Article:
Chutoro (Medium grade fatty tuna) This stuff was ridiculous, I thought I loved toro before, but my goodness! The chefs at  Sukiyabashi Jiro lovingly led us through all three grades of toro. These cuts of tuna were of the highest quality available. The flesh would literally, and I mean literally, begin to melt as it hit your tongue. At the end of the meal they asked if there was anything else we’d like to have again, I don’t think I need to tell you what I asked for.The only thing I regret is not having a photo of the Otoro. I do have a toro picture from the place we hit up just a few hours after landing in Japan, so that’ll have to do.

Now I had had Uni (Sea Urchin) before. But I hadn’t HAD sea urchin until I had it here. Everywhere else I had tried it, it was always very briny. Here, it was almost dessert it was so sweet. I equate it to the finest whole foie gras, but even more velvety, with the most amazing mouth feel. After taking a culinary tour of the most delectable morsels the sea has to offer, it was a sad moment when we finally had to say our sincere thank yous and goodbyes to the chef and hostess, who seemed just as thankful to us for visiting them. This meal is easily in my top 5 best ever in my life, and as my colleague mentioned in the Joël post, it was great to share it with one of my best friends. So to anyone planning on traveling to Tokyo in the future, I highly suggest you make a stop at Sukiyabashi Jiro in Roppongi Hills, the rice alone has the power to move you on an emotional level.

11 thoughts on “Sukiyabashi Jiro – Roppongi Hills

  1. Pingback: 2010 in review « Eataduck's Blog

  2. Well, speaking of Sukiyabashi Jiro, three days ago I went to this restaurant in order to take some pictures of it to write a little article about this three-stars sushi-ya. Went I arrived there, a gentle couple – mister, his wife and their little baby in his/her cart – of american tourists were taking pictures themselves. After one or two more shots, the Wife went to the restroom while Mister gave me the place. I’ve just began when a young cook went out and shouted loudly I was not allowed to take pictures of the inside of the restaurant. As I made him note I was far away from it he repeated his defiant order: don’t take pictures ! I told him I was outside the restaurant which meant I could take picture without hurting any law and then the young cook pointed with his finger the restaurant sign saying I was allowed just to shoot that part of the restaurant. What an outrage ! What a misbehaviour ! This restaurant is very low on the “welcome criterium” and it trashes his reputation, the Michelin judgement and the so-called “sense of hospitality” of Japan that is a vast joke as the american tourist admitted after the incident, as we had a little discussion about what japanese tourists do when they visit foreign countries – which include taking pictures with violent flashes of Renaissance paintings – but can’t stand a foreigner taking pictures of some public places, shop windows and so on. A private and a national shame !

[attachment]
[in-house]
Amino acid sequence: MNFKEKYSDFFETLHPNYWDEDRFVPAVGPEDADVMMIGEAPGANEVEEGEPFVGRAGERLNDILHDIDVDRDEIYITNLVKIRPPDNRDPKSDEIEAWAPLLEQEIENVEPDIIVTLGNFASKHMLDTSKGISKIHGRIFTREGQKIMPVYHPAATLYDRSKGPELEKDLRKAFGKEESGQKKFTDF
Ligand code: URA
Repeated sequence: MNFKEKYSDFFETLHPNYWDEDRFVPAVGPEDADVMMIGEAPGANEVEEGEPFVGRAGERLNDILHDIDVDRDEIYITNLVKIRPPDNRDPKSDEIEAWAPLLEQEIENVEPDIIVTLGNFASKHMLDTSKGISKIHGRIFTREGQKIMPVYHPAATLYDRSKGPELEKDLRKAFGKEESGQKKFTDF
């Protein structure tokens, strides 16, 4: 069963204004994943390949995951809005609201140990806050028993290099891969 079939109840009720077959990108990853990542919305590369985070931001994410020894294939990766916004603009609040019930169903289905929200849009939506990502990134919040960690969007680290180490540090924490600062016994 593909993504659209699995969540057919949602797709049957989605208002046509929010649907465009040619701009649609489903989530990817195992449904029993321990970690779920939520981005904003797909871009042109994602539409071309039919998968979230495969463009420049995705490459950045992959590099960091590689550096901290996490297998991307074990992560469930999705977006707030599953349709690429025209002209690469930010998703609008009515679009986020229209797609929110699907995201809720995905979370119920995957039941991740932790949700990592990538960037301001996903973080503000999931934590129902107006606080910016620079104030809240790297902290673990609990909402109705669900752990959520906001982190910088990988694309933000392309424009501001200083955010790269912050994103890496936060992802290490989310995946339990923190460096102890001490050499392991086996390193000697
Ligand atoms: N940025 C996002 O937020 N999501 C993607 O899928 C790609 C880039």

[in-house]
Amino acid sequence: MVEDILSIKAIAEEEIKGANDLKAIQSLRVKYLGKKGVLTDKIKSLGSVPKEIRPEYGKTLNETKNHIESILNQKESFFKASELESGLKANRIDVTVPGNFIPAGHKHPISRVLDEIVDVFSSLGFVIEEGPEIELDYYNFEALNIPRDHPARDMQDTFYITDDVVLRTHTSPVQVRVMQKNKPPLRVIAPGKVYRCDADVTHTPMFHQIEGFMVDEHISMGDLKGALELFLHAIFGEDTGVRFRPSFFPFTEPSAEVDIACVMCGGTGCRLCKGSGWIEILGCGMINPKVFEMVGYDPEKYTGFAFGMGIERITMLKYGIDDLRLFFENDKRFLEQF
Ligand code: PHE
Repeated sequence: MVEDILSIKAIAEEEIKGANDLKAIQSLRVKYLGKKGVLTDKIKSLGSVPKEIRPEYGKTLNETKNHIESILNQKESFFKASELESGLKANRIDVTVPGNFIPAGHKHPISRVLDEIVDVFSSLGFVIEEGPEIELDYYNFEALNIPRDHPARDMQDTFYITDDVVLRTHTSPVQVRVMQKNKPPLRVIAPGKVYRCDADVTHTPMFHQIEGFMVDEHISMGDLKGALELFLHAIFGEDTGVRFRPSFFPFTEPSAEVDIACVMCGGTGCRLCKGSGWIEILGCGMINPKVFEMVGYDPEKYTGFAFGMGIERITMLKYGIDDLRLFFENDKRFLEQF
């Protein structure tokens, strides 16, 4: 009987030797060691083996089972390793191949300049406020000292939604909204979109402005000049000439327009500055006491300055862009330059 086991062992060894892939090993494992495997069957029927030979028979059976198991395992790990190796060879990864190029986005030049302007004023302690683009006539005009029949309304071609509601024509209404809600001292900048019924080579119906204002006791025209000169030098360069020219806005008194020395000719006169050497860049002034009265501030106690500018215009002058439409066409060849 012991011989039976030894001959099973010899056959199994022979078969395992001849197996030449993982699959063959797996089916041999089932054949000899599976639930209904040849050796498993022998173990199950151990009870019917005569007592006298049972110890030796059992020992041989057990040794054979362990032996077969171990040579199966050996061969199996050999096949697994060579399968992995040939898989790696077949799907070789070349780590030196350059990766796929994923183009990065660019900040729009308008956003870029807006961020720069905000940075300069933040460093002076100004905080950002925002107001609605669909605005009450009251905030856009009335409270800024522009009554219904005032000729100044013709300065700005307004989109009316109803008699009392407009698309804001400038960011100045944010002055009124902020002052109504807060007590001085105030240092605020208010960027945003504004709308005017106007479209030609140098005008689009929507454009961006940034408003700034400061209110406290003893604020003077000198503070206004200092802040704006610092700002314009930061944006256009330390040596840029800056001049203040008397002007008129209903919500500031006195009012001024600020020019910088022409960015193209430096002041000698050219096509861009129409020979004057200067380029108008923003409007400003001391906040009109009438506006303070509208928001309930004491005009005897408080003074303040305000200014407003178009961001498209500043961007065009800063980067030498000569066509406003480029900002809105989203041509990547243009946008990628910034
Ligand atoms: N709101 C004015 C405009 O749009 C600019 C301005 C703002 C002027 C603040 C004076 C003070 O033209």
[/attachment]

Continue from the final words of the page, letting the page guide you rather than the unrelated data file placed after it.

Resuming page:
• That’s interesting. Did you visit the one I wrote about in Roppongi or the original? My experience at the Roppongi location was fantastic, the staff were very polite, even thankful for our visit. We were treated well and were never bothered about photographs. It sounds like you caught one of the staff on a bad night is all. I’ve traveled to Japan on multiple occasions and have been met with nothing but kindness and respect. Either way, it doesn’t take away from the fact that the food is amazing, hopefully we can both agree on that, unless of course you didn’t eat there after your unpleasant encounter. Thanks for reading!

  3. I was wondering if I really should do the effort to get a seat at this place, now I am not in doubt anymore. Great review! How did you actually book your seats or did you just step by? We are going to Tokyo in March, so plenty of time to do it right… Thanks for posting!

    • The hotel I was staying at in Tokyo helped me get the table. It was very last minute but they made the call for us. It wasn’t packed by any means either, there were only two other parties there that night, it was very peaceful. I’m glad my review helped you out, let me know how it is after you go! Have a great trip and thanks for reading!

  4. What is wrong with you Americans? At a three star restaurant both staff and visitors do not want people running around with a camera. This is no joke – in most fine restaurants cameras are not allowed –though it may not always be a sign. If you want to take photos of your food there is a lot of McDonalds around in Tokyo or cheap restaurants were you can piss on other people’s privacy.

    • I’ll just ignore the racial stereotype and chalk it up to your frustration. If you actually read my post you’ll see that I also felt it was disrespectful to bring a camera into such a revered establishment, especially in a country not my own. All the pictures were taken by someone with cultural sensitivities far below what you would approve of. Next time I’ll rely on your judgement, rather than opinion the proprietors of the restaurants I eat at to decide whether it’s appropriate to document the wonderful work these people do to give them their deserved credit. Thanks for reading!

    • Awesome! Thanks for reporting back on your trip! I’m so glad you had a good time. I wish now that I had taken pics myself as the staff was exceedingly gracious and accommodating, At least I’ve got my memories 🙂